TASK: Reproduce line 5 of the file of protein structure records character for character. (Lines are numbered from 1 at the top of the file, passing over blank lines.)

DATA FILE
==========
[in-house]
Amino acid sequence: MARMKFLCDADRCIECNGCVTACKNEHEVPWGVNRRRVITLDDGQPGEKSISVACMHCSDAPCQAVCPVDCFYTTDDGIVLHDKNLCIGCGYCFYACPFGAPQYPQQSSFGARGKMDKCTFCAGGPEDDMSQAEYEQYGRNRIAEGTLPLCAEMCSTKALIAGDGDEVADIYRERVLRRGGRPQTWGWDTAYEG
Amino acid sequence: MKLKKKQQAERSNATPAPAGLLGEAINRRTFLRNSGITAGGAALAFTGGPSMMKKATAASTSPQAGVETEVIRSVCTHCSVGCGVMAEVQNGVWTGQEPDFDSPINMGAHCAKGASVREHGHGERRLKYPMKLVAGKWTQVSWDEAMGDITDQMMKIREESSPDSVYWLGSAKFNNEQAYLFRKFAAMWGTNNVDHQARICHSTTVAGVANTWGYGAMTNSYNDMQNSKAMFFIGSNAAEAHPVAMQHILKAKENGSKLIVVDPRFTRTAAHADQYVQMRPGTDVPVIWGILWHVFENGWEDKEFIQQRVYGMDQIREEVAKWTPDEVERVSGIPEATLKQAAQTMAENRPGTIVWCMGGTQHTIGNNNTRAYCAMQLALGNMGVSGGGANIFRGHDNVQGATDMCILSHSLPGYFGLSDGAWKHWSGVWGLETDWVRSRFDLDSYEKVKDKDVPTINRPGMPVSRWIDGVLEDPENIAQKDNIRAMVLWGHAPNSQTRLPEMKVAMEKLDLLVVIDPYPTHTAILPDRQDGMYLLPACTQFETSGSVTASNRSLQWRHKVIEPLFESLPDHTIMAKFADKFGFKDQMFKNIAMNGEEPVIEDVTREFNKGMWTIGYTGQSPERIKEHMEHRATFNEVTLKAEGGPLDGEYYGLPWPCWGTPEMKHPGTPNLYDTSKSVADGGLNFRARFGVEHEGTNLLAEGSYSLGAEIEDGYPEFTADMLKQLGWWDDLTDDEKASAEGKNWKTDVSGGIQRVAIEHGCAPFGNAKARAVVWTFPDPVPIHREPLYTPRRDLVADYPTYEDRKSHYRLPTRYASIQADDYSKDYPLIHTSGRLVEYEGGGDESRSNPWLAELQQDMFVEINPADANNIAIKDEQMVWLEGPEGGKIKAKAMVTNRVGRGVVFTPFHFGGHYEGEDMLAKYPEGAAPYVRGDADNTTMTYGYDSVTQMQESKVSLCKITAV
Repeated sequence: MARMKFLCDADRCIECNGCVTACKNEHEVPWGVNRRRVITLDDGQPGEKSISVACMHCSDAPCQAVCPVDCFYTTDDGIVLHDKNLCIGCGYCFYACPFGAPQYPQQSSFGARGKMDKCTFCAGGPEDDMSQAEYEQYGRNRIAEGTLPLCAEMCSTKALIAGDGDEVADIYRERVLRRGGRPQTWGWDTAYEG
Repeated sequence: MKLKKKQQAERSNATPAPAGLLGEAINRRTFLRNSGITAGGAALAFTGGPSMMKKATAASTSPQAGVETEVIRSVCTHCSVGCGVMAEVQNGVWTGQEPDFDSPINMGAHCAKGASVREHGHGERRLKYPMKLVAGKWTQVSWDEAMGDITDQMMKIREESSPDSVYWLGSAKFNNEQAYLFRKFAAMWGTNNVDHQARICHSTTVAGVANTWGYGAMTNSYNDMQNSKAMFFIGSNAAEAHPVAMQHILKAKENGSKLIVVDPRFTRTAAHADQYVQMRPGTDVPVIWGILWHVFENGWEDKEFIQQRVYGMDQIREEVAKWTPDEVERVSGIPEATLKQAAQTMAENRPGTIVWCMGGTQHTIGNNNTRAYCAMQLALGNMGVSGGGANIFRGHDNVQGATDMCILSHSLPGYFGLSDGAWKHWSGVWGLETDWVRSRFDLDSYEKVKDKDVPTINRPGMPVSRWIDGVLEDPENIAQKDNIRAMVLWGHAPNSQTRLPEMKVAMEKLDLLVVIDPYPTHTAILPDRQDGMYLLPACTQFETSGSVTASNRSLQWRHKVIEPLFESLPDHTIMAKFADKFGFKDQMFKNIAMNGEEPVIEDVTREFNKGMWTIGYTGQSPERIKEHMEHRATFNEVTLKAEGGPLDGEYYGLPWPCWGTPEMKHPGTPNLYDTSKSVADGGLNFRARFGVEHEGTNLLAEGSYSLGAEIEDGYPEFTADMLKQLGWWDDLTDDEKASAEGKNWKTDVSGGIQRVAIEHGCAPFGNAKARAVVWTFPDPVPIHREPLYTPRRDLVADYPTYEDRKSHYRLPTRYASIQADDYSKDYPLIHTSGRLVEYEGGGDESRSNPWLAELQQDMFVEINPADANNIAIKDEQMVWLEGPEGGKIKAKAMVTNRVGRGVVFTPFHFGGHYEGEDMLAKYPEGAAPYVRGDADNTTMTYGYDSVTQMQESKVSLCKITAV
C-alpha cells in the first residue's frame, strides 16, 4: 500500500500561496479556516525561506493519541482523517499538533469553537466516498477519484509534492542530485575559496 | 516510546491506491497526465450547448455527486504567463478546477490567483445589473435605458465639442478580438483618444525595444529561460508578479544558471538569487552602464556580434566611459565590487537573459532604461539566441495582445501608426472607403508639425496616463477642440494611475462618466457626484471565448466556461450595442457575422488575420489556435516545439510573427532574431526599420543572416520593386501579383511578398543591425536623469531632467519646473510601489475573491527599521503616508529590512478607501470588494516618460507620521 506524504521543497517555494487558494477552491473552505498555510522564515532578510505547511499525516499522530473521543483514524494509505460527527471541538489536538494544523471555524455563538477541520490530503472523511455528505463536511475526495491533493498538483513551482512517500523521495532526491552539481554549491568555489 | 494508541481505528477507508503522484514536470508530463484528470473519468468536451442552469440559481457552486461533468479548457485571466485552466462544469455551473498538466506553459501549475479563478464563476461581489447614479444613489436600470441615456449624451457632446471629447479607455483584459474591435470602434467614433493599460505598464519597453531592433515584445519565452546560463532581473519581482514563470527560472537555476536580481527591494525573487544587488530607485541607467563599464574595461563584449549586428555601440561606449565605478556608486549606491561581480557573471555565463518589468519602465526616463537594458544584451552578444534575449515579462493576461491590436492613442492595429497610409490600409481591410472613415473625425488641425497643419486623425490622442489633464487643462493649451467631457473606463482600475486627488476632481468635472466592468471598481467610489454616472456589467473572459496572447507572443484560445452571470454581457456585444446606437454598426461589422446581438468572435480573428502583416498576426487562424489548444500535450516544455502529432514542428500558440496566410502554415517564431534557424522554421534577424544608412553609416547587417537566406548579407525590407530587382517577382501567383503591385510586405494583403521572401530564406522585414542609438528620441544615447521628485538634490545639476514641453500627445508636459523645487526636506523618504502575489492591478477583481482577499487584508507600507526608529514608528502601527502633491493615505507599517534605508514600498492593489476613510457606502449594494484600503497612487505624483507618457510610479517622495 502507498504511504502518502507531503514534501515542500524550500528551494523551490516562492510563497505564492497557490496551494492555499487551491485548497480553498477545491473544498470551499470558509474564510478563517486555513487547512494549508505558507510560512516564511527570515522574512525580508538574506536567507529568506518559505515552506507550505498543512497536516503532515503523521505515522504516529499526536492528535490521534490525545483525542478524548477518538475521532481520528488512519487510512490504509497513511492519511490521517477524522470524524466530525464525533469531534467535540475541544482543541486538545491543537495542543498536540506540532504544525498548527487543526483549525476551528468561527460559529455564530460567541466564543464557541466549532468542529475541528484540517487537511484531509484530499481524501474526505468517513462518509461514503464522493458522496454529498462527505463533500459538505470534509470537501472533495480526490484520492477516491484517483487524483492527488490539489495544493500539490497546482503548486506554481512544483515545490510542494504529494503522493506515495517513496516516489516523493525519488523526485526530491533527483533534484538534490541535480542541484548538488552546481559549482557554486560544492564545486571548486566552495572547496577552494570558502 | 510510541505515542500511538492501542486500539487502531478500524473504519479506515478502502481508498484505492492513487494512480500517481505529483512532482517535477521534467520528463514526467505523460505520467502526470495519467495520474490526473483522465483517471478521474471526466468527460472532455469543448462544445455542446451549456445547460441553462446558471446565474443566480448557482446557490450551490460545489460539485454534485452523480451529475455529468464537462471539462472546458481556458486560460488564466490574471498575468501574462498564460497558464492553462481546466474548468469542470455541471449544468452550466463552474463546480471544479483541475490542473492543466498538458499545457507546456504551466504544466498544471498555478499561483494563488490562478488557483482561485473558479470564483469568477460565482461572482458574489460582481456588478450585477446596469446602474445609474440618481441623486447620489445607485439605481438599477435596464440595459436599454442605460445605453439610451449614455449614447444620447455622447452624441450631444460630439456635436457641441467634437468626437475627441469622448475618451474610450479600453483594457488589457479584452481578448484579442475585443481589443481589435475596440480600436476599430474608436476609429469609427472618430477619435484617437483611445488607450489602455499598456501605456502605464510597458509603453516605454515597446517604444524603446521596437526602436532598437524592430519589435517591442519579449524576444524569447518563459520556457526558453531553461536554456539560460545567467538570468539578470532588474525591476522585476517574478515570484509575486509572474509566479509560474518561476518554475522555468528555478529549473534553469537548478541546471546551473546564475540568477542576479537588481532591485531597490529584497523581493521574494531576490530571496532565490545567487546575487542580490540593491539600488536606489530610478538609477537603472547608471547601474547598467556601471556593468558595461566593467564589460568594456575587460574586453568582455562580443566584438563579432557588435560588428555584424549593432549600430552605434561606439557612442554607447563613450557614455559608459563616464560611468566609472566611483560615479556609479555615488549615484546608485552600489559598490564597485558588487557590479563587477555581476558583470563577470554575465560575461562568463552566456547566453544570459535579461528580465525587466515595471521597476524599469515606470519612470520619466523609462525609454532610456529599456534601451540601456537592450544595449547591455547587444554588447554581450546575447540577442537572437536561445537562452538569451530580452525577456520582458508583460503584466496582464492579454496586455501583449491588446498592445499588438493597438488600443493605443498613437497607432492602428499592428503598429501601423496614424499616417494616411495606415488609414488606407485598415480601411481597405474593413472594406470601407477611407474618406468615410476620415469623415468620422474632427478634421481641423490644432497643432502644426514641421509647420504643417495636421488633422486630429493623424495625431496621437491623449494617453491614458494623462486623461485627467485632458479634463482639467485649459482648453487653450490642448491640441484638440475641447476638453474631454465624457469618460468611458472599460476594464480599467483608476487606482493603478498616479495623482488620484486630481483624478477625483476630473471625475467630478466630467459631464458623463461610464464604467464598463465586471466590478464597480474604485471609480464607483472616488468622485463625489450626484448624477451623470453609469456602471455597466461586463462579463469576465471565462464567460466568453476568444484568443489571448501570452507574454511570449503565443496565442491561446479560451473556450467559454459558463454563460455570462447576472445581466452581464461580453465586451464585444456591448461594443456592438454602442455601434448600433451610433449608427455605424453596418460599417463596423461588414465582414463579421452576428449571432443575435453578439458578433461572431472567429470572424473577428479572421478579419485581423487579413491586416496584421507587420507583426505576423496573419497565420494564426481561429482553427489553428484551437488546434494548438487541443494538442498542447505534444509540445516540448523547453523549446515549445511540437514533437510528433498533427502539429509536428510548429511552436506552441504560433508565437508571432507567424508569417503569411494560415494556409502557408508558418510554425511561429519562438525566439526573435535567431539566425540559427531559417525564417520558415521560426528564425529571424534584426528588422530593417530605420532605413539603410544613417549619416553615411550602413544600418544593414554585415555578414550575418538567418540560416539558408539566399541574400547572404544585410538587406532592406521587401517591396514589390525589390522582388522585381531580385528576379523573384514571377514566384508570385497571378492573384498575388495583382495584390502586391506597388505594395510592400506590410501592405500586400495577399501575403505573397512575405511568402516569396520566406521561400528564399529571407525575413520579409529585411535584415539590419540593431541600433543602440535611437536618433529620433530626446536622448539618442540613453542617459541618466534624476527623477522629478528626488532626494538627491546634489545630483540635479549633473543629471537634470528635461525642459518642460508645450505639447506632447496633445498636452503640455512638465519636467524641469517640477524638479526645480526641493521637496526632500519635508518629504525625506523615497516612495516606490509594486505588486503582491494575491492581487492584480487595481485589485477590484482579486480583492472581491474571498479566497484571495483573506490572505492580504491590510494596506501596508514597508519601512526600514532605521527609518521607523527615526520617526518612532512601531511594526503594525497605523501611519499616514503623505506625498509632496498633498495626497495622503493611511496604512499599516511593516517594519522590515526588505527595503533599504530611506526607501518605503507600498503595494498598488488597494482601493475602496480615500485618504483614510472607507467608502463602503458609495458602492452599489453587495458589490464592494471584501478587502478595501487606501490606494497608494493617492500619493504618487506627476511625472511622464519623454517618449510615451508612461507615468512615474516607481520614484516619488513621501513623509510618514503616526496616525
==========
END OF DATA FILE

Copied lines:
Repeated sequence: MKLKKKQQAERSNATPAPAGLLGEAINRRTFLRNSGITAGGAALAFTGGPSMMKKATAASTSPQAGVETEVIRSVCTHCSVGCGVMAEVQNGVWTGQEPDFDSPINMGAHCAKGASVREHGHGERRLKYPMKLVAGKWTQVSWDEAMGDITDQMMKIREESSPDSVYWLGSAKFNNEQAYLFRKFAAMWGTNNVDHQARICHSTTVAGVANTWGYGAMTNSYNDMQNSKAMFFIGSNAAEAHPVAMQHILKAKENGSKLIVVDPRFTRTAAHADQYVQMRPGTDVPVIWGILWHVFENGWEDKEFIQQRVYGMDQIREEVAKWTPDEVERVSGIPEATLKQAAQTMAENRPGTIVWCMGGTQHTIGNNNTRAYCAMQLALGNMGVSGGGANIFRGHDNVQGATDMCILSHSLPGYFGLSDGAWKHWSGVWGLETDWVRSRFDLDSYEKVKDKDVPTINRPGMPVSRWIDGVLEDPENIAQKDNIRAMVLWGHAPNSQTRLPEMKVAMEKLDLLVVIDPYPTHTAILPDRQDGMYLLPACTQFETSGSVTASNRSLQWRHKVIEPLFESLPDHTIMAKFADKFGFKDQMFKNIAMNGEEPVIEDVTREFNKGMWTIGYTGQSPERIKEHMEHRATFNEVTLKAEGGPLDGEYYGLPWPCWGTPEMKHPGTPNLYDTSKSVADGGLNFRARFGVEHEGTNLLAEGSYSLGAEIEDGYPEFTADMLKQLGWWDDLTDDEKASAEGKNWKTDVSGGIQRVAIEHGCAPFGNAKARAVVWTFPDPVPIHREPLYTPRRDLVADYPTYEDRKSHYRLPTRYASIQADDYSKDYPLIHTSGRLVEYEGGGDESRSNPWLAELQQDMFVEINPADANNIAIKDEQMVWLEGPEGGKIKAKAMVTNRVGRGVVFTPFHFGGHYEGEDMLAKYPEGAAPYVRGDADNTTMTYGYDSVTQMQESKVSLCKITAV